Standing ovation. I completely feel the frustration of everyone having a say in what is best or OK for your child to consume. Whether it be food, morals, religion, discipline, education, etc. As a parent, you feel like your hands are tied. In regards to nutrition, it becomes even more frustrating when outsiders give your children junk food and while at home you’re still struggling to get them to eat their super foods like veggies. I’ve told my parents many times, I’m not keeping my children from what they perceive as a “normal childhood” by not stocking junk food in my pantry. I’m just not making it readily available. I’d be more open to occasional IF I could get them through eating what has nutritional value first! They need a base and no one is helping them out by enforcing they have ice cream, sodas, etc because that’s what children “should” have. My 2 year to this day has not had a single candy (which will go out the window this month w/ Easter around the corner) or a sip of soda (my parents have tried to give her many, many times and laugh when she ask me if she could have a sip knowing I’ll say no…of course, making me look like the bad guy). She’s had her share of cake, ice cream, and other treats, why add more? Look, I don’t want to get to a point where all sweets/ junk are forbidden as I know this will only make them try harder to have access to it elsewhere. I just want a balance where my kids enjoy eating items that have nutritional value over toxic empty calories. They are too young to know that the sweets/ junk will get them sick or won’t fuel their body to function to its potential. They drive by wants and not needs. So as a parent you have to make those choices for them and ensure they enjoy and appreciate it as they grow.

    • “They drive by wants and not needs.” Perfectly said, Blanca. And I agree about childhood not being a state of “deprivation” just because you’re not letting them load up on commercially processed sugary crap all the time. BTW…as far as Easter goes…I’m planning to do mainly homemade baskets, and easy on the food-based items…if it would help I can offer you some ideas and maybe you’ll still be able to avoid (or at least limit to a great extent) the candy she does eat! Oh… and if you end up letting her have the commercial candy, I say, go for the chocolate. It’s more satisfying and has fewer nasties than things like jelly beans!

  6. Eve says:

    I really empathise with you on this one – My youngest son is completely gluten intolerant, and if I leave him with my mother, he eats what she eats – despite having spoken clearly about what happens to him if he eats gluten, and packing him food that she can quickly substitute her bread with. At the end of the day, we the parents are responsible for what our children eat. My mom doesnt stay up all night tending to my son with stomach ache and the runs, I do. I was so surprised that she just wouldnt support his needs, and then my husband pointed out that it was not worth it for him or for us. So she doesnt take care of him anymore. We all still see grandma, but I have to be there when they do. No help is sometimes better than bad help.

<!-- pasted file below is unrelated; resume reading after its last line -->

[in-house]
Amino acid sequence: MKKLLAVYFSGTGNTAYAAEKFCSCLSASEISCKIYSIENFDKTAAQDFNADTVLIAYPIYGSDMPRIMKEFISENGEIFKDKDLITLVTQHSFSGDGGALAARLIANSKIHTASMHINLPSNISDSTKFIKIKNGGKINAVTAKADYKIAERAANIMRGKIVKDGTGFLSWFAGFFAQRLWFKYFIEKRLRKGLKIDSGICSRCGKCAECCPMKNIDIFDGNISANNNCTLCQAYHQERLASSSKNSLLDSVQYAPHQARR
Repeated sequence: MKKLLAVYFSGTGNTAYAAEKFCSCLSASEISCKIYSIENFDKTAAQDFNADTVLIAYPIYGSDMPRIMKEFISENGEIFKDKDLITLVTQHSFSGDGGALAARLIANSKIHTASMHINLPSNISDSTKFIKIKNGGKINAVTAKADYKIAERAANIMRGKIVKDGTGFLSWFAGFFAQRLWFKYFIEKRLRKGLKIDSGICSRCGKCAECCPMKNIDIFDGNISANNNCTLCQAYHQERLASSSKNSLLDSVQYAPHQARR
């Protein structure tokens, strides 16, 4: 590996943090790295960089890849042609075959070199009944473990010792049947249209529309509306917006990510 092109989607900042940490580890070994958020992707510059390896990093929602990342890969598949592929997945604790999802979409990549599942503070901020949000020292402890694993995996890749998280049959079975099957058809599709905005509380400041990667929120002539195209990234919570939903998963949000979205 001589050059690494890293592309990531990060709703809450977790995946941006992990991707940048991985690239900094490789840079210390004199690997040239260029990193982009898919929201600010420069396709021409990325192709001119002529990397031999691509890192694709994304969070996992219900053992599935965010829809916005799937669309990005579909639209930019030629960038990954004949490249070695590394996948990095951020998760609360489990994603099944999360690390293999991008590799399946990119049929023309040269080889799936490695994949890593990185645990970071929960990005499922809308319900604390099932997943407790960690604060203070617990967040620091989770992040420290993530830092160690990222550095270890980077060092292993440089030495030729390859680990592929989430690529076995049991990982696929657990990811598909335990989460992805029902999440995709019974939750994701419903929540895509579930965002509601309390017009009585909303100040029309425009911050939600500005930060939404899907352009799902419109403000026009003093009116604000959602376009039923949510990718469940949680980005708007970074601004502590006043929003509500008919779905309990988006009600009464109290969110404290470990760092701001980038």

• It’s terrifying to me that in your son’s case, we’re talking about an actual physiological need, not just a preference or a philosophy. And yet…
      Your husband was right to say that it was not worth it in any sense. Of course you want to maintain a good relationship with your family; but that doesn’t mean turning a blind eye to what could be a potentially dangerous medical situation down the line. Good for you for standing up for yourselves and your son.

  7. I can certainly be empathetic with you. My youngest spends most of the day with my in-laws while I am at work. Today he had a can of ginger-ale with lunch because they were having pizza and that’s what you have with pizza. Or at least that’s the rules at their house. This is after we have emphasized over and over that we don’t want my son to eat junk food especially since he’s recently needed to have several cavities filled at the dentist. They just completely ignore us. I’m curious to find out what your solution is.

  8. Justin says:

    An interesting outlook…especially with respect to the grandparent issue. Grandparents, in my experience at least, are all about special treats and spoiling the kids but how do you deal with it when it’s gone too far and not offend anyone?

    It occurs to me that, with all the dialogue about childhood obesity and the state of food in schools, few if any folks are looking at the problem from the educational perspective. Take the Chicago school, for example. The whole concept of telling parents, “We’ll feed your kids. We know better than you,” may have some truth to it but it’s a slap-in-the-face approach. A better approach, IMHO (especially if they’re going to foot the bill for free lunch for everyone), would be to offer free lunch to everyone on a voluntary basis and make it part of the curriculum to educate the kids and the parents about food choices. Send home flyers explaining what the meals are that week and why those choices were made (or better yet, let the children and parents choose between two options if that’s possible). If the parent needs educating in nutrition, let it be by absorbing it in a natural way like that rather than “preaching” or taking their parenting rights away. In school, bring that same information into the classroom in the morning and let the kids learn about the meal choices for the day, why certain choices are better than others, and let them choose what they want to “order” for lunch (or let them self-select from two choices in the lunch line).